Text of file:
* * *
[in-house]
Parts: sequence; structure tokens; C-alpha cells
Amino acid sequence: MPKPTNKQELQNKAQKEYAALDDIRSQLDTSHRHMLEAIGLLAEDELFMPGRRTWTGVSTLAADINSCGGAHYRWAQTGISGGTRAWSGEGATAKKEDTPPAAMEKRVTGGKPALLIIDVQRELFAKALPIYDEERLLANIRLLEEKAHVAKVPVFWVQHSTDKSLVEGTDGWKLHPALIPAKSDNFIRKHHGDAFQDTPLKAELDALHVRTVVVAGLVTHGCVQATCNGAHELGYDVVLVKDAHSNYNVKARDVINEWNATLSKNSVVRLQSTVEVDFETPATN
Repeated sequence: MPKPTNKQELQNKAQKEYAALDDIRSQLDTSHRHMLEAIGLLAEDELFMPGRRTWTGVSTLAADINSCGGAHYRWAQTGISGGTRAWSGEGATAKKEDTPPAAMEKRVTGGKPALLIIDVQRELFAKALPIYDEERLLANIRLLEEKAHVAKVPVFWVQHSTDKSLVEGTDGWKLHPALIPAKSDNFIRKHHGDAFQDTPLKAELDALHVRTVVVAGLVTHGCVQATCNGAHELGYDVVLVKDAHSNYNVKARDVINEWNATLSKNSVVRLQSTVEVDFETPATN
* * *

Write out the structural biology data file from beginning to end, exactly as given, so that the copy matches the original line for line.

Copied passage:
[in-house]
Parts: sequence; structure tokens; C-alpha cells
Amino acid sequence: MPKPTNKQELQNKAQKEYAALDDIRSQLDTSHRHMLEAIGLLAEDELFMPGRRTWTGVSTLAADINSCGGAHYRWAQTGISGGTRAWSGEGATAKKEDTPPAAMEKRVTGGKPALLIIDVQRELFAKALPIYDEERLLANIRLLEEKAHVAKVPVFWVQHSTDKSLVEGTDGWKLHPALIPAKSDNFIRKHHGDAFQDTPLKAELDALHVRTVVVAGLVTHGCVQATCNGAHELGYDVVLVKDAHSNYNVKARDVINEWNATLSKNSVVRLQSTVEVDFETPATN
Repeated sequence: MPKPTNKQELQNKAQKEYAALDDIRSQLDTSHRHMLEAIGLLAEDELFMPGRRTWTGVSTLAADINSCGGAHYRWAQTGISGGTRAWSGEGATAKKEDTPPAAMEKRVTGGKPALLIIDVQRELFAKALPIYDEERLLANIRLLEEKAHVAKVPVFWVQHSTDKSLVEGTDGWKLHPALIPAKSDNFIRKHHGDAFQDTPLKAELDALHVRTVVVAGLVTHGCVQATCNGAHELGYDVVLVKDAHSNYNVKARDVINEWNATLSKNSVVRLQSTVEVDFETPATN